Annu. Rev. Astron. Astrophys. 1991. 29: 89-127
Copyright © 1991 by . All rights reserved

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2.5 Stars

Several point sources (stars) appear in Figure 4 and then disappear as the spatial scan proceeds. These spectra are evident in the figure as horizontal bands of emission, strongest at the longest wavelengths and fading out at the shortest wavelengths.

These stars are, of course, a nuisance as they are noise in the background that is sought. But they can be much worse than a nuisance, for if one's spectrometer or photometer has no imaging capability, as is the case in the majority of past experiments, radiation from a star that is in the field of view but that is not known to be in the field will be misinterpreted as diffuse ultraviolet background radiation. And since there are many more faint stars at low Galactic latitudes, the false background that is inferred will correlate nicely with Galactic latitude. This problem is discussed specifically as we describe the various experiments in what follows. Here, we simply give a general characterization of the spatial and spectral character of the stellar ultraviolet sky.

Figure 7

Figure 7. Predicted brightness of the sky at 1482 Å, from stars only (30). The map is drawn with Gould coordinates. Note the strong concentration of starlight to one half of the Gould plane.

The appearance of that sky as predicted in a previous study (30) is shown in Figure 7, which is a map of the sky at 1482 Å, in Gould coordinates. Gould coordinates are galactic coordinates tipped by about 19°. Figure 7 shows that they are the physically meaningful system for this problem - the stars that are contributing most of the ultraviolet light are located in the Gould belt, not in the galactic plane. Observational confirmation that the sky has the predicted appearance came from a rocket flight (39), from which the data shown in Figure 8 were obtained. Figure 8 is oversaturated, unlike Figure 7. This has been done to bring out fainter surface brightnesses more clearly. Additional confirmation of the Figure 7 prediction was obtained by Gondhalekar, Phillips & Wilson (27) who mapped all of the stars observed with the S2/68 experiment (6) on the TD-1 satellite. The difference between their observational map and the much cruder observational map of Figure 8 - and what makes Figure 8 of extra interest - is that their map includes only the direct light of stars. In contrast, the data used to form Figure 8 were obtained with a sensitive detector having a full width at half-maximum transmission of fully 10°. This means that, in addition to the direct light of stars, Figure 8 maps diffuse radiation plus the integrated light of even the faintest stars. This means in turn that the faintness of the Galactic plane in regions where the Gould belt departs significantly from that plane in Figure 7 might be accounted for by incompleteness of the star catalogue from which the map was made, but the same faintness in Figure 8 is surely due to interstellar extinction. We have determined in this way that the far-ultraviolet interstellar radiation field is totally dominated by relatively nearby stars; hardly unexpected, but nice to have demonstrated.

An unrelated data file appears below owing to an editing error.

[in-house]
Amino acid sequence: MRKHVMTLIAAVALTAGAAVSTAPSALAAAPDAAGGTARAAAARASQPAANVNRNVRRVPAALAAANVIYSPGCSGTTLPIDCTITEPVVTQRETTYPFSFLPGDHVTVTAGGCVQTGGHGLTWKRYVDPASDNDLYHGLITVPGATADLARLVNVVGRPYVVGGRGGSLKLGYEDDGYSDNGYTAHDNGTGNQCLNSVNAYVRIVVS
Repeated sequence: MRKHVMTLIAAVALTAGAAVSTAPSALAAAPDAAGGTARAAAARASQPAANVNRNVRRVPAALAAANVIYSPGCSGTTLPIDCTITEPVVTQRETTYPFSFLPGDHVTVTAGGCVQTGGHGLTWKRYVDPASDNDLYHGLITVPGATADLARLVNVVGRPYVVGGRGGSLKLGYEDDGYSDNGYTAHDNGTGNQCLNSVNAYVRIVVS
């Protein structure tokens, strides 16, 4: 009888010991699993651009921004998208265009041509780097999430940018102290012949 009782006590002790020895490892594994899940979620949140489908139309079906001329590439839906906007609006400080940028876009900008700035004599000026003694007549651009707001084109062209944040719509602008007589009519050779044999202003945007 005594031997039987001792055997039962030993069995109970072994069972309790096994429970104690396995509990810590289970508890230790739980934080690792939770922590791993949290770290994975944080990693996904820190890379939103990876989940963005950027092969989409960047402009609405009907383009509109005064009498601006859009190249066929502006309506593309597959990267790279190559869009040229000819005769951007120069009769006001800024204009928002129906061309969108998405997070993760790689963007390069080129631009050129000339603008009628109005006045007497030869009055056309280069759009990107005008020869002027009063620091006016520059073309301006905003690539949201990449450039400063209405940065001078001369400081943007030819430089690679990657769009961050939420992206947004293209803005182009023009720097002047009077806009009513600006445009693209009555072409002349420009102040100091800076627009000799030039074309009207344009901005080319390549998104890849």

Figure 8

Figure 8. Observation of the sky at 1500 Å (39). The observed distribution agrees generally with the prediction of Figure 7. This map is drawn in Celestial coordinates, and a grid of Galactic coordinates is superposed. Grey scale intensity at highest latitude is 1600 units, perhaps due to residual airglow.

One feature of Figure 7 to be noted (and that is confirmed observationally in Figure 8) is the exceedingly strong anistropy of the local far-ultraviolet interstellar radiation field, with regard to Gould (and therefore Galactic) longitude. This anistropy has been evaluated quantitatively using the TD-1 data, in a painstaking study by Landsman (60). Landsman's result is shown in Figure 9, where the average surface brightness over a band of width ± 20° centered on the Gould equator is plotted as a function of longitude. The flux over half the plane is as low as ~ 5000 units, and for one region of longitude it is only ~ 1000 units! This is important in what follows.

Figure 9

Figure 9. The anisotropy in Gould longitude that appears in Figures 7 and 8 as given by Landsman (60) who used TD-1 data.

Another important feature of Figure 7 is the extreme concentration of the starlight to one half of the Gould plane. The star-catalogue integration has been plotted (30) as a function of Gould latitude. One important point in examining that plot is the comparison with the models of van de Hulst and de Jong (113), which were computed from visible light data.

A final remark on the problem of stars: looking back at our template again, Figure 4, we see that the effect of stars tends to disappear at the shortest wavelengths. This is not an instrumental effect: while Figure 4 has not been corrected for instrumental sensitivity, the sensitivity at, say, 1400 Å is comparable to that at 2500 Å. The explanation is that stars hot enough to contribute significantly at the shorter wavelengths are rare at moderate and high latitudes. Mentioned above (and discussed in greater detail below) is the severe danger that undetected stars pose for photometric study of the diffuse background. Figure 4 clearly shows that the danger is smallest for the shortest wavelength experiments. Above all, the danger is minimal for those experiments that have been sensitive to radiation below 1216 Å; namely shortward of the entire range of Figure 4.

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